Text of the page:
As marketers, we are unleashing increasing amounts of content into the marketplace. And as consumers we know that we do our best to ignore most of it! So how do we ensure that the content that we produce stands out from the crowd, and does so on a consistent and cost-effective basis?
That was the topic for a B2B Marketing panel discussion at the Paramount in Centre Point at the beginning of this week, sponsored by Waggener Edstrom. Other panellists besides myself were Prelini Chiechi from Lithium Technologies, Sue Pryce of Unipart Logistics and Nic Shaw from Waggener Edstrom.
In a lively debate some common themes emerged that thought were worth sharing:
1. Marketing needs to focus on more than just Demand Generation. In order for our DG activities to be landing on fertile ground, marketing needs to invest in market conditioning activity (aka thought leadership). One of the negative impacts of the current obsession with ROI of everything is that important non-DG activities are overlooked. Unless this can be overcome it will be difficult to make a case for the validity of content marketing activities (other than as a direct component of lead generation programmes)
2. It’s Not About You! This was the morning’s recurring theme. The value of our content is measured by the recipient – period. Consequently anything we create must have the customer/prospect in mind. We should audit the content we have to determine where it would fit in a buyers’ journey, and challenge ourselves on whether it really adds value to the customer or actually really only serves our own agenda.
3. Content = Creation + Curation. Given that we are trying to build a relationship on our prospect’s terms, it’s essential to think about curating and sharing other people’s relevant content Not only does this reduce our workload but it increases the potential value to our readers.
4. Be Interesting. We are looking for the sweetspot at the intersection of the buyer’s passions and our expertise. Having done so we can take an authoritative and individual stance – one that is not the same as the rest of the crowd. And when it comes to standing out from the crowd, give some thought to visual design – unless we can grab our reader’s attention everything else is wasted.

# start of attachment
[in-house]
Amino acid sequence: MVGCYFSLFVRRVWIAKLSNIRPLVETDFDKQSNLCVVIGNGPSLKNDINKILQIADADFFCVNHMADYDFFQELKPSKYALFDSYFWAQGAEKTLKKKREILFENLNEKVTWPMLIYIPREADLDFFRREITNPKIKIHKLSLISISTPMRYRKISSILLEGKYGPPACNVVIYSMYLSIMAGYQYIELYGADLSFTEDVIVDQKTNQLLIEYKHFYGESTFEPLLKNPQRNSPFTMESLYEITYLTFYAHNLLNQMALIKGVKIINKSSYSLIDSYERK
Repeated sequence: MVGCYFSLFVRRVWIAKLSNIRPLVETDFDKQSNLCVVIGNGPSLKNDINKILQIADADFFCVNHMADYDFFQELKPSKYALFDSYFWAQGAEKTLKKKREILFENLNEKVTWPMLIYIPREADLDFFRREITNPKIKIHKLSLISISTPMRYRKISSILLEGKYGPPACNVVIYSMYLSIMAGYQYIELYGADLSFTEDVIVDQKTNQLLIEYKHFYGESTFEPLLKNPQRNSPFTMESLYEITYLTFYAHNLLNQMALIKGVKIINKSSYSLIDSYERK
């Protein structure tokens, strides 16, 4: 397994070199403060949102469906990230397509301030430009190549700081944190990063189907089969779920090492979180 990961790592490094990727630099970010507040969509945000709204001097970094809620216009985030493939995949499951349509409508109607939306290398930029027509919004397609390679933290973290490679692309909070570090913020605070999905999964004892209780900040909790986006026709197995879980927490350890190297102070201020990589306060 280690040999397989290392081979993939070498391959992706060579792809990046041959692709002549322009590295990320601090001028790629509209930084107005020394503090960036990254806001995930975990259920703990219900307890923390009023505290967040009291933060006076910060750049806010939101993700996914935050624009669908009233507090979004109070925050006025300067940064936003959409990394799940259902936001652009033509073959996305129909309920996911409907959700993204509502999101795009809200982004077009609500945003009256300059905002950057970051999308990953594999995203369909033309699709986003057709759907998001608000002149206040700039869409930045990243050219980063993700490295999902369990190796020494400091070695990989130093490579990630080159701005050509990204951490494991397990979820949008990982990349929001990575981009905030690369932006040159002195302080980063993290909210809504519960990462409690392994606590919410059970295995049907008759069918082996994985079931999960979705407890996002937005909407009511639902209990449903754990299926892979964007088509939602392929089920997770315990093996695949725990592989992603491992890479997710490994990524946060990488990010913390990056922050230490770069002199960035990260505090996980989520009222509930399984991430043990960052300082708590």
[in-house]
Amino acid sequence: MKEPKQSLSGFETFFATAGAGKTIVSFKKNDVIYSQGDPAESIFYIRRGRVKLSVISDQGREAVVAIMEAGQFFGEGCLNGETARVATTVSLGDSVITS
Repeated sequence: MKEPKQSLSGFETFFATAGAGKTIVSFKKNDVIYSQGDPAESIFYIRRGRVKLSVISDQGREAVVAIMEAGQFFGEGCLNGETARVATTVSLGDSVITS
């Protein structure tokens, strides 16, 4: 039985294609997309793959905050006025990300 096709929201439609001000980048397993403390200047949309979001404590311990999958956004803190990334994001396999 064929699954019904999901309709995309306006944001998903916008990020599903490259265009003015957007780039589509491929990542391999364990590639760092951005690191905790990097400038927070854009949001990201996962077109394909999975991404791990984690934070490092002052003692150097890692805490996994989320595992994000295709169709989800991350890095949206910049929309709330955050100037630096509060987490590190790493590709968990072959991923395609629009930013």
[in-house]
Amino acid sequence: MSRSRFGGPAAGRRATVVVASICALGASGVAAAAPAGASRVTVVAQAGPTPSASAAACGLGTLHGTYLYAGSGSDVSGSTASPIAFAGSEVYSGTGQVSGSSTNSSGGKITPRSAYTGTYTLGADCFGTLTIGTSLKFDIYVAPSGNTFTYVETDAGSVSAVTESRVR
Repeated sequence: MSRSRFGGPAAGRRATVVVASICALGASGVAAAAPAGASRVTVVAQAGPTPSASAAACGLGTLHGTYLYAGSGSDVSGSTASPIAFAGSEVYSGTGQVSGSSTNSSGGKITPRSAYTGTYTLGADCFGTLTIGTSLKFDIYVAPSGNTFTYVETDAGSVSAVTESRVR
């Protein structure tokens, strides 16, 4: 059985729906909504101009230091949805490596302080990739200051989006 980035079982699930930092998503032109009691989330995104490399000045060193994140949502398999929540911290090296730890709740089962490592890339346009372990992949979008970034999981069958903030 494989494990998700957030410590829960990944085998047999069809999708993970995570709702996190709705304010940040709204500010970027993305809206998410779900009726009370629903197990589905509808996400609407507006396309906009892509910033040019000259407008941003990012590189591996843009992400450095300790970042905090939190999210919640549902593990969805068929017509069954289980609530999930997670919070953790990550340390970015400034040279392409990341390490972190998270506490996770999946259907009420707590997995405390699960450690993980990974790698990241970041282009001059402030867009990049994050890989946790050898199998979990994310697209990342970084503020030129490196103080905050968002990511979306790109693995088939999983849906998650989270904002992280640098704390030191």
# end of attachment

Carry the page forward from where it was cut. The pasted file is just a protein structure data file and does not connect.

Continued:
5. Keep Delivering. We can’t treat content as a one off tactic – we are trying to build a relatiionship with the reader and that can only happen if we are persistent in the frequency of your delivery, and consistent in the quality
6. Integrate across all channels. Of course we need to ensure that your content is made available in the delivery channels that the consumer prefers – be that mobile, blogs, video, social, podcasts. But also we need to ensure that the experience we offer in our content is replicated across our functions. What a shame if we produce some outstanding, engaging content only for the experience to be ruined by a an over-aggressive telemarketing follow up – “I see you’ve looked at our video about the challenges that CMOs face around data, now would you like to buy our fancy database software?”…
7. Listen. Listening and measurement shouldn’t just occur at the end of the process – we can use it across the spectrum from initial research onwards. Don’t plan too far in advance, since our listening exercises will almost certainly make us want to adjust our plans significantly
8. Skills Gap. Creating compelling content – whether text, video, or other vehicles – is not simple. Above all it requires an understanding of the pressing challenges of the intended reader. It’s unlikely that this skill will be found in our most junior staff members, yet it’s surprising how often that is exactly the individual we ask to take ownership for these tasks.
I’d love to hear from you about your content marketing challenges – perhaps I can help…